Podcast Ep. 42, SARA ZIFF, FASHION, ME TOO & THE MODEL ALLIANCE
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EPISODE 42 FEATURES SARA ZIFF
Sara Ziff is the founding director of the Model Alliance. She is a campaigner for a fairer, more sustainable fashion industry in general, and for the rights of models in particular.
This Episode was recorded during the Copenhagen Fashion Summit - Sara was there with model Edie Campbell and casting director James Scully to speak about the RESPECT Program. It launched with an open letter signed by more than 100 fashion models in the wake of Me Too, calling for fashion houses, media companies and model agencies to commit to “an orderly and fair process for addressing charges of abuse”, backed up with training and education initiatives.
The letter begins: “Over the past year, many courageous individuals have revealed the dark truth of sexual harassment in the fashion industry. These concerns have yet to be addressed in a meaningful and sustainable way. As models our images serve commercial purposes but our bodies remain ours.”
Proposals include stronger, enforceable workplace standards to protect underage models and ensure, for example, that they are never asked to pose nude without prior agreement; a confidential and secure complaints process; and a neutral body set up to investigate complaints. Sara says, “1 in 5 models is working in debt to her agency,” so this is not only an issue of sexual intimidation, misconduct and abuse, it’s a power issue.
This is an important topic and one the industry urgently needs to address. What's being done about it? How is Sara trying to change the fashion world, and where does the urge to do that come from in her? How did she go from walking for Chanel and Alexander McQueen to being a VOICE FOR CHANGE?
LINKS & FURTHER READING...
In Feb 2018, NY fashion week introduced private change rooms for models for the first time. Reports TIME magazine, "In the wake of concerns surrounding the treatment of models, the Council of Fashion Designers of America (CFDA) announced on Tuesday that it has partnered with advocacy group the Model Alliance to create the safe spaces."
JAMES SCULLY is a casting director and a beautiful soul. He speaks out about injustice in fashion on all levels, while so many others keep silent. In February 2017, he called out BALENCIAGA for allowing models to wait for a casting for 3 hours locked in a stairwell. Seriously. That happened. VOGUE had this to say:
"The latest whistle-blower to send shock waves through the industry is the veteran casting director James Scully who, with an incendiary Instagram post on Monday, is bringing a new level of scrutiny on the working conditions for fashion models at top events like Paris Fashion Week. Scully called out Lanvin by claiming the brand issued a “mandate” to casting directors that they “do not want to be presented with women of color.” He also criticized by name Balenciaga’s casting directors, Maida Gregori Boina and Rami Fernandes, for an incident in which models were allegedly locked in a dark stairway for over three hours."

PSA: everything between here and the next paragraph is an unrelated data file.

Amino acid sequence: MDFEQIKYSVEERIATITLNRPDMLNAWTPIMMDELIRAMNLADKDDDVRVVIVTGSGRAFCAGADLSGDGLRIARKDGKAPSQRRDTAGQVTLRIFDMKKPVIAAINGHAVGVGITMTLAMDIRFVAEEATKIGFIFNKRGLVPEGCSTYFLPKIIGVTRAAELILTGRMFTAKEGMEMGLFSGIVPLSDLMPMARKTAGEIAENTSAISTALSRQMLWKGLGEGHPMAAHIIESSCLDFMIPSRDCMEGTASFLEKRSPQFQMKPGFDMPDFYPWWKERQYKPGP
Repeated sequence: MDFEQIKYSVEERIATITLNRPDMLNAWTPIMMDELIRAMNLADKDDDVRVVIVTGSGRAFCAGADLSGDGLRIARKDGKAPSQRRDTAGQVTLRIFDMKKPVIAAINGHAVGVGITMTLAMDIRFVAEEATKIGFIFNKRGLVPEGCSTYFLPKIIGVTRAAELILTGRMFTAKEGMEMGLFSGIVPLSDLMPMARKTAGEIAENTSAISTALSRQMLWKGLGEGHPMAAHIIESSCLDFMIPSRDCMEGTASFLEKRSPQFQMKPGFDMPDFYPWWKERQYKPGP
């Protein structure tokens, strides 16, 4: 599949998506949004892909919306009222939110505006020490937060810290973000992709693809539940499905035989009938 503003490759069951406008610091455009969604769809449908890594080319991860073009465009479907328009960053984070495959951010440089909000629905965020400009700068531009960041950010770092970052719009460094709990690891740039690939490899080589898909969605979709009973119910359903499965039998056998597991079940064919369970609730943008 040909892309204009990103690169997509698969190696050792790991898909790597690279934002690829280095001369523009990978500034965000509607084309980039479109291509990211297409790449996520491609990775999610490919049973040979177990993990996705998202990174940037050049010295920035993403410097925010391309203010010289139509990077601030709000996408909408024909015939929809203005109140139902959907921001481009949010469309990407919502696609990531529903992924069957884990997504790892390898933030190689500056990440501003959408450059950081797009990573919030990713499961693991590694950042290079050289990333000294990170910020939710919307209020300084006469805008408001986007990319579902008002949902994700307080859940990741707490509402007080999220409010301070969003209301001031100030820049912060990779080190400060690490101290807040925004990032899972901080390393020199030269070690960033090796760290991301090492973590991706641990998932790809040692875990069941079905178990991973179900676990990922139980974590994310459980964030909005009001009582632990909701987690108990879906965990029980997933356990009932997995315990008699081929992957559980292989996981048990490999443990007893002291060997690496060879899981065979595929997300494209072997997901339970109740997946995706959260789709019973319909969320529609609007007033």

CAMERON RUSSELL is another inspirational fashion activist who has been speaking out about abuse in the industry. Follow her in Instagram here.
The whole Harvey Weinstein debacle. Ug, anyway. Here's the timeline.
In January, the NYT broke its fashion-world-jolting allegations about BRUCE WEBER and Mario Testino. Read it here
The CONDE NAST code of conduct includes shoot guidelines: "Photo and video shoots must be professional environments. Any disrespectful or inappropriate conduct toward others, including but not limited to that based on an individual’s sex, race, colour, weight, body shape, size, religion, national origin, ancestry, age, marital or domestic-partnership status, disability, sexual orientation, or gender identity or expression, will not be tolerated." Read the code in full here.
In September 2017, Kering and Louis Vuitton came together to create a charter to protect the WELLBEING OF MODELS. "Respecting the dignity of every man and woman is at the heart of both group’s values. Having always cared for the well-being of models, LVMH and Kering feel that they have a specific responsibility, as leaders in the industry, to go one step further with their brands." The charter includes sample size minimums banning the ultra-tiny French women's size 32. It's a start...
It was making her movie Picture Me, that started Sara thinking carefully about models rights and how the industry needs to change. No wonder The Fast Company just named here one if its Most Creative People 2018. Sara is 100 kinds of awesome basically. Follow her on Instagram here.
Body image and eating disorders are also big issues in the modelling industry. Sara and the Model Alliance frame this as a labour issue. Do agencies pressure models to lose weight? The answer is yes.
"THIS IS FUNDAMENTALLY ABOUT A POWER IMBALANCE BETWEEN THE MODELS ON ONE SIDE AND THE DESIGNERS AND THE AGENCIES ON THE OTHER. NO ONE SHOULD HAVE TO SACRIFICE THEIR HEALTH FOR THEIR JOB." - SARA ZIFF
Here's Sara on D&G runway Spring '04
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